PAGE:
Hello Ianhuongle.13

There are a lot of other verb forms in this text besides the present perfect, so I'm not really sure which ones you are asking about. In the first sentence, the present perfect is used because it's asking about your life experience -- in your life, have you ever done something. This is one instance when we use the present perfect (see above were it says 'experience up to the present'). In the third sentence, 'have measured' is correct, but so is 'measuring'.

I would suggest you ask a teacher to help you understand all the forms in the text. We are happy to help out with a specific question or two, but I'm afraid we don't explain long texts that don't come from our site.

All the best

Kirk

The LearnEnglish Team

Submitted by Ronald Hall on Sat, 26/10/2019 - 20:03

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Hello I would like to know if this phrase is correct: We've been to visit Joan in the hospital. It's not better to say: We've been to the hospital to visit Joan. I will appreciate your response. Thank you

Submitted by Peter M. on Sun, 27/10/2019 - 08:15

In reply to by Ronald Hall

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Hello Ronald Hall,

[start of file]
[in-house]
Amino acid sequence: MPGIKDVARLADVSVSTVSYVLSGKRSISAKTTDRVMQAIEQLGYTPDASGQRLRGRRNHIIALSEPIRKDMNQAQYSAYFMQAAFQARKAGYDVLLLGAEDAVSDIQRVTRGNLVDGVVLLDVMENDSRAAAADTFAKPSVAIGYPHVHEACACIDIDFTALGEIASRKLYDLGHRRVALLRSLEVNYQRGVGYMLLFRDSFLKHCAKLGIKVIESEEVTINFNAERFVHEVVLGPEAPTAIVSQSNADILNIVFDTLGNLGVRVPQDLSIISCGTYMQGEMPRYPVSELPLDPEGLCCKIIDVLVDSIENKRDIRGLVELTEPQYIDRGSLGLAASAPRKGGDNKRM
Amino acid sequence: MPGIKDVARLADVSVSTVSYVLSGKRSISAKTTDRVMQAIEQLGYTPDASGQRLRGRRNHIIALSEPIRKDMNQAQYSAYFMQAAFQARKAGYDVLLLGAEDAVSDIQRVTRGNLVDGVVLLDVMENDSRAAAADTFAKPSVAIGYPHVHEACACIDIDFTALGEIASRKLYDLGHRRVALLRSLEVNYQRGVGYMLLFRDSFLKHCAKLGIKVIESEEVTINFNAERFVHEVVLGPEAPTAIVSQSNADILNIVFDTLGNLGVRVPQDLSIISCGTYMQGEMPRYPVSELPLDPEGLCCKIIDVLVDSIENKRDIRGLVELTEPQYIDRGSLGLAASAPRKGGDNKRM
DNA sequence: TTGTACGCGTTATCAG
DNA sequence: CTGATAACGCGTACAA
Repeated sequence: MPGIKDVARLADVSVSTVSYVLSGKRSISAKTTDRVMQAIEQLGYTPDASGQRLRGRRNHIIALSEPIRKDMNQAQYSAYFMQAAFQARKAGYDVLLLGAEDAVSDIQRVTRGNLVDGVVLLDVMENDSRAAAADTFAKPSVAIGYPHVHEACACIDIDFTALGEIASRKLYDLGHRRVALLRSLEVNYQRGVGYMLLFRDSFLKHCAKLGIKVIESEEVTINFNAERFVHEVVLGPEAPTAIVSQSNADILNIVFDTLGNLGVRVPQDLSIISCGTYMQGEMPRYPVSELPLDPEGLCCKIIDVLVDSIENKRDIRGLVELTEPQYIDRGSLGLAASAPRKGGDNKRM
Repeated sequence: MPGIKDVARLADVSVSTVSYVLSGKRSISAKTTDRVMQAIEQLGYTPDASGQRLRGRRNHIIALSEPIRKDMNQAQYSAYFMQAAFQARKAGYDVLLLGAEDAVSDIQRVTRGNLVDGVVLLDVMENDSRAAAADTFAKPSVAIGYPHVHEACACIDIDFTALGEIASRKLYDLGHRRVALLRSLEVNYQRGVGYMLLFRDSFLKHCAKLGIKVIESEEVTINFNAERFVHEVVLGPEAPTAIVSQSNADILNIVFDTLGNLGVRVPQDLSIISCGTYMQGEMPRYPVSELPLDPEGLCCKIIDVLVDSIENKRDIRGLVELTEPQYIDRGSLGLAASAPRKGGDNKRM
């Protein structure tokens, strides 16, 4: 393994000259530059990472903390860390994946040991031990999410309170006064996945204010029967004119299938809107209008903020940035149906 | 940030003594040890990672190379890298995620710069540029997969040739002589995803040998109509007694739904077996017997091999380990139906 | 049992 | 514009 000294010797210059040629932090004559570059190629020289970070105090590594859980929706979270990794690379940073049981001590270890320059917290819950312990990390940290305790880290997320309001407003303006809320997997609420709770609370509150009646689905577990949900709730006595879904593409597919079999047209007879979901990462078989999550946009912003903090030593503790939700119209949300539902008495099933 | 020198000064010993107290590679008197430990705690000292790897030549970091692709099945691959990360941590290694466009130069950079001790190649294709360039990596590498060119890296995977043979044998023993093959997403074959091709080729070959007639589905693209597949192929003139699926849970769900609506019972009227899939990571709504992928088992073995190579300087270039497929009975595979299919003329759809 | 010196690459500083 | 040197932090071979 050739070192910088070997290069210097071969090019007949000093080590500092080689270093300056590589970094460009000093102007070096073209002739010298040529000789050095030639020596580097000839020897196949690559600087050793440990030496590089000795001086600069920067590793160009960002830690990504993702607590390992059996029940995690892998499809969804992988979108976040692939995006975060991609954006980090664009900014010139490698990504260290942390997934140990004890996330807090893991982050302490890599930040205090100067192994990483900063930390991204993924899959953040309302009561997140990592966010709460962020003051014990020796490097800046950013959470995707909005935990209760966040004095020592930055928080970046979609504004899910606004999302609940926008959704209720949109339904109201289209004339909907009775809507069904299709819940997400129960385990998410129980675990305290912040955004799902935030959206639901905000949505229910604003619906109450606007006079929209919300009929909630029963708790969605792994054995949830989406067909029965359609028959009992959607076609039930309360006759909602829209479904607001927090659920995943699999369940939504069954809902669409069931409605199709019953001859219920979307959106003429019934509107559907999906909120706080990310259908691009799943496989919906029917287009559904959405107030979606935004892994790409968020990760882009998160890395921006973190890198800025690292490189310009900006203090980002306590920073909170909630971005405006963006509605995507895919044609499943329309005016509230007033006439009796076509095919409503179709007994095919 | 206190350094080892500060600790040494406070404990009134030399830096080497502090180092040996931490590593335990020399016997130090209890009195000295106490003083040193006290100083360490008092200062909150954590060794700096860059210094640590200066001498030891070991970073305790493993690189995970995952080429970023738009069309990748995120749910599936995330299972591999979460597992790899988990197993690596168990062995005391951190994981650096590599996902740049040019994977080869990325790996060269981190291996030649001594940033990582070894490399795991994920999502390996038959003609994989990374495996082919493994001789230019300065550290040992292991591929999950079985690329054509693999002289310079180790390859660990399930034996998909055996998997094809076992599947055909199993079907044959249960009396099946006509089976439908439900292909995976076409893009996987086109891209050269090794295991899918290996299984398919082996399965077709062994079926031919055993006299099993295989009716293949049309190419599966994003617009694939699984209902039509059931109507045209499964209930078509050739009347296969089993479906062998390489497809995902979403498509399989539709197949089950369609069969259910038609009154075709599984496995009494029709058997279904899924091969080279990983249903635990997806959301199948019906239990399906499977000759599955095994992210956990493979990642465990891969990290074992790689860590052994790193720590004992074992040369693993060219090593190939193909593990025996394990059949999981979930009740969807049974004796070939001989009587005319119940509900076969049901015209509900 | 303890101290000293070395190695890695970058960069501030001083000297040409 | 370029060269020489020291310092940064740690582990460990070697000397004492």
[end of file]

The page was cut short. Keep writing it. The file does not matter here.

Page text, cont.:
Both forms are perfectly fine and there is no difference in meaning.

 

Peter

The LearnEnglish Team

Submitted by lalla on Sat, 26/10/2019 - 08:17

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whan I watch movies, especially American movies, I can see that they often use "to be going to" also after "I hope, I think...." rather than "will". Is it correct, is informal, are there any differences? Tks

Hello lalla,

I'm not sure what form you mean exactly. The form hope to be +ing is quite common. Is that what you had in mind? For example:

I hope to be visiting you soon.

It is not limited to informal use and is quite common in both UK and US English. In fact, this form is often used as a more polite way of expressing an intention than I hope I will...

 

Peter

The LearnEnglish Team

Submitted by lalla on Sat, 26/10/2019 - 08:15

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Please can you tell me if these sentences (I'm working hard this week"; "I've been working hard this week") are both correct and what's the difference in meaning

Hello lalla

Yes, both are correct. The first one uses the present continuous and the second one the present perfect continuous. Follow the links to see the different meanings the two forms can have. What exactly they mean depends on the context -- did you have some specific context in mind?

All the best

Kirk

The LearnEnglish Team

Submitted by fdrewaserera on Fri, 13/09/2019 - 03:26